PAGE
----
St. Louis, MO, September 9, 2009 — American Indian populations experience significant nutrition-related health disparities compared to other racial and ethnic groups within the US. American Indian adults have the highest age-adjusted rates for cardiovascular disease, diabetes and obesity of any racial or ethnic group. Age-adjusted rates of diabetes among Native people vary from 14% to 72%, which are 2.4 to more than 6 times the rate of the general US population. In a study published in the September 2009 issue of the Journal of the American Dietetic Association, researchers from the South Dakota State University, Brookings, report that a culturally-sensitive educational program based on the Medicine Wheel Model for Nutrition shows promise in changing dietary patterns in an American Indian population and impacting glycemic control.
During a 6-month period from January 2005 through December 2005, participants from the Cheyenne River Sioux Reservation were randomized to an education intervention or to a usual care control group. The education group received six nutrition lessons based on the Medicine Wheel Model for Nutrition, a diet patterned after the traditional consumption of macronutrients for Northern Plains Indians: protein (25% of energy), moderate in carbohydrate (45% to 50% of energy) and low in fat (25% to 30% of energy). The usual care group received the usual dietary education from their personal providers.
The education group experienced a significant weight loss and decrease in body mass index (BMI) from baseline to completion. The usual care group had no change in weight or BMI. There were no between group differences due to intervention in energy, carbohydrate, protein and fat intake and physical activity.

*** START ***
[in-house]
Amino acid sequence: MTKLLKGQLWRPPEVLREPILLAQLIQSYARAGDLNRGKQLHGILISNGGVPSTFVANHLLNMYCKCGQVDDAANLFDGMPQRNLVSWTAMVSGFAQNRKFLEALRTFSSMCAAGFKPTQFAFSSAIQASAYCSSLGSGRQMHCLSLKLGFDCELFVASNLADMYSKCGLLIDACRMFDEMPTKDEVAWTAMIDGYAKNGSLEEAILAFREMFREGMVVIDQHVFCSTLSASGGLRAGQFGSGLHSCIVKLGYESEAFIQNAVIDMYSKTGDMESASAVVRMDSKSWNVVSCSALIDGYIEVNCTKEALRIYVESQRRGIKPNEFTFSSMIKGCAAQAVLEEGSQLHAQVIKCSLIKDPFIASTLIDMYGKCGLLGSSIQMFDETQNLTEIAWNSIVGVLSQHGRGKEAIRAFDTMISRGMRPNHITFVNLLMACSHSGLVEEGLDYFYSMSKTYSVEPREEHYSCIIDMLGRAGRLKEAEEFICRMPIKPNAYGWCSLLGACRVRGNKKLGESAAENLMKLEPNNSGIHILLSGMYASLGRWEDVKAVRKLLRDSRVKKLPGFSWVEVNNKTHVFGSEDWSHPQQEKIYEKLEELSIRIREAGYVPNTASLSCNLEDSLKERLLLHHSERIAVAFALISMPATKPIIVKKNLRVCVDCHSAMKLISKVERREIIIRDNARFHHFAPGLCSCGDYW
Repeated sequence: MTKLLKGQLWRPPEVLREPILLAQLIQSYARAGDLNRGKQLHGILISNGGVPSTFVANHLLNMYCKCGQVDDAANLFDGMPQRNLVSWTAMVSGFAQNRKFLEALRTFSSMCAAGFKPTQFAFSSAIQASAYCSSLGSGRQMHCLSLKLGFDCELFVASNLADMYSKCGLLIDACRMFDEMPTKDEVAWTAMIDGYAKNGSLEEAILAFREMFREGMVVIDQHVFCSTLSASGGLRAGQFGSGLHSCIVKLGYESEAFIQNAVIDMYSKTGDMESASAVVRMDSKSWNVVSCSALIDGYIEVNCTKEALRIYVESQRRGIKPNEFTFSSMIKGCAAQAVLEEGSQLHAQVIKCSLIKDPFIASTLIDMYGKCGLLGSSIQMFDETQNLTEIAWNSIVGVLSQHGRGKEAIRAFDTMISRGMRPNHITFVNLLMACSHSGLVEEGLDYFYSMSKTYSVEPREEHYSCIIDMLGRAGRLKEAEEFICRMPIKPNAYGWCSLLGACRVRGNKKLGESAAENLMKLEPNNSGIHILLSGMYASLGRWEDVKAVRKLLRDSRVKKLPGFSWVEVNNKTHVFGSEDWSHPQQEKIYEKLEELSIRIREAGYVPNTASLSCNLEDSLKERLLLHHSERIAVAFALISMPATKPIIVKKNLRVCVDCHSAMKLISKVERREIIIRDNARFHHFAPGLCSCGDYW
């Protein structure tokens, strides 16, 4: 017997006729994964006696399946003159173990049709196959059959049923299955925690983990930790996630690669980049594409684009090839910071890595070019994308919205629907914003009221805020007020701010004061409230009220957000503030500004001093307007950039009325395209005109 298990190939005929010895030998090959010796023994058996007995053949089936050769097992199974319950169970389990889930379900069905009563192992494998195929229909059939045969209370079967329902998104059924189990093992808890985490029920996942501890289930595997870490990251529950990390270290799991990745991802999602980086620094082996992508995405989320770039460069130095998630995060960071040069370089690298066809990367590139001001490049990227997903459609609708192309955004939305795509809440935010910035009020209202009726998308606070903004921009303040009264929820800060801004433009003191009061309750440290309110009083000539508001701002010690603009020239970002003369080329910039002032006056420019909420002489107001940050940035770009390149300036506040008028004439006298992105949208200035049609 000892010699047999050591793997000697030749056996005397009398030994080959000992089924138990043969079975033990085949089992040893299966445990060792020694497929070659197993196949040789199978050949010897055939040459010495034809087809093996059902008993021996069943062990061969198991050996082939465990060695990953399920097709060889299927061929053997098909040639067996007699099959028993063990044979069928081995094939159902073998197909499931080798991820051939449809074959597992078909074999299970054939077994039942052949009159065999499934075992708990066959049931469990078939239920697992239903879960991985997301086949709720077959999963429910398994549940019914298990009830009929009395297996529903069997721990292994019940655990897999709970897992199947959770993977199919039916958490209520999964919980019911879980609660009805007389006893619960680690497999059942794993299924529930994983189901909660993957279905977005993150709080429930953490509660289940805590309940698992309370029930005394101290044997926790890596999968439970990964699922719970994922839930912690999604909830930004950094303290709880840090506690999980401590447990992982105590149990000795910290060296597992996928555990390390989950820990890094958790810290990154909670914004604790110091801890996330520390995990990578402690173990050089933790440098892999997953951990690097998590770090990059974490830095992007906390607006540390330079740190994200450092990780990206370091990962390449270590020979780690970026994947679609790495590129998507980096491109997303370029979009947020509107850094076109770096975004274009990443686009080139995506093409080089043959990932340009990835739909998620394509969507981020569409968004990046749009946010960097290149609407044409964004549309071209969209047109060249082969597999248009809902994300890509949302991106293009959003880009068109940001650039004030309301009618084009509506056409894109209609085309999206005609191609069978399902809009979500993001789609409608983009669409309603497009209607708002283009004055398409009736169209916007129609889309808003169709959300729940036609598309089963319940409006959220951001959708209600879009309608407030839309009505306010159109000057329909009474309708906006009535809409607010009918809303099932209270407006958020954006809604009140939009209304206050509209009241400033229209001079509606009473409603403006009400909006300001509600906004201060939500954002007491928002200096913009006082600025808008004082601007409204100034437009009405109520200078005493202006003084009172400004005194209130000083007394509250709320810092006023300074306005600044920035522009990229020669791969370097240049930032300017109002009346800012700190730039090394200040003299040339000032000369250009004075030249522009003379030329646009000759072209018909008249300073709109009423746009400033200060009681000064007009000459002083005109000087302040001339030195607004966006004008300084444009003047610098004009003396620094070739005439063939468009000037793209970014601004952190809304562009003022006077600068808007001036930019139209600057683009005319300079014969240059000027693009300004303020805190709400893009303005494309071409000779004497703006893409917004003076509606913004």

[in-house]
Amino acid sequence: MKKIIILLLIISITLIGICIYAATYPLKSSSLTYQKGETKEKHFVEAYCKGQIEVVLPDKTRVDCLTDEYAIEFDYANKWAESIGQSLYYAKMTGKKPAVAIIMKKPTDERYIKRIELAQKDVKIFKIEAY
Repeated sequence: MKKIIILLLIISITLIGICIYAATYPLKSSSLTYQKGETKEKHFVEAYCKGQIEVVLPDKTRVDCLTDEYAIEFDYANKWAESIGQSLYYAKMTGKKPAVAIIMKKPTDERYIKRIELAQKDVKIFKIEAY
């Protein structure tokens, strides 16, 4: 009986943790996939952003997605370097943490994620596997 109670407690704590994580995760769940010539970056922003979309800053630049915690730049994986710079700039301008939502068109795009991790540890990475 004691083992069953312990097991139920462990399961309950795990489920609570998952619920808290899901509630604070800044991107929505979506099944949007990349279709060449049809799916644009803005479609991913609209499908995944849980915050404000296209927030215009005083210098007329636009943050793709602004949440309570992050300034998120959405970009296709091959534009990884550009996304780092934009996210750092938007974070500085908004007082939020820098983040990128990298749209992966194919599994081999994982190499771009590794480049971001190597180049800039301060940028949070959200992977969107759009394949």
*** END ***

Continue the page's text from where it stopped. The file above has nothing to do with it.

Writing in the article, Kendra K. Kattelmann, PhD, RD, Professor and Director, Didactic Program in Dietetics, Nutrition, Food Science and Hospitality Department, South Dakota State University, Brookings, states, “A diet patterned after the historical hunter-gatherer type diet, or even the early reservation diet (with the higher proportion of energy being supplied from protein), may provide better blood glucose control and lower the circulating insulin levels in Northern Plains Indians with type 2 diabetes. Tribal leaders are interested in preserving the history of their food patterns and embrace the development of educational tools depicting their historical consumption patterns. This trial is one of the first studies reported that attempts to measure the influence of the traditional Northern Plains Indians diet on control of type 2 diabetes.”
In a commentary, Jamie Stang, PhD, MPH, RD, LN, Chair of the Public Health Nutrition Program at the University of Minnesota, School of Public Health, cites some of the dietary challenges faced by the American Indian population. “Limited access to grocery stores that offer low fat, low sugar or whole grain food products and a variety of fruits and vegetables is the most frequently cited barrier to healthy eating?The loss of hunting and fishing rights, unavailability of traditional foods such as wild game, loss of traditional agriculture due to water scarcity and poor soil condition and loss of traditional ways of procuring and preparing foods have also been identified as reasons for poor food choices. Many urban American Indians live in neighborhoods that lack large, well-stocked grocery stores which limits their availability of healthful foods?Even the most culturally competent, evidence-based programs cannot improve eating behaviors among individuals or populations who live and work in an environment that does not support or provide healthy food choices.”
The article is “The Medicine Wheel Nutrition Intervention: A Diabetes Education Study with the Cheyenne River Sioux Tribe” by Kendra K. Kattelmann, PhD, RD; Kibbe Conti, MS, RD; Cuirong Ren, PhD. The commentary is “Improving Health among American Indians through Environmentally-focused Nutrition Interventions” by Jamie Stang, PhD, MPH, RD, LN. Both appear in the Journal of the American Dietetic Association, Volume 109 Issue 9 (September 2009), published by Elsevier.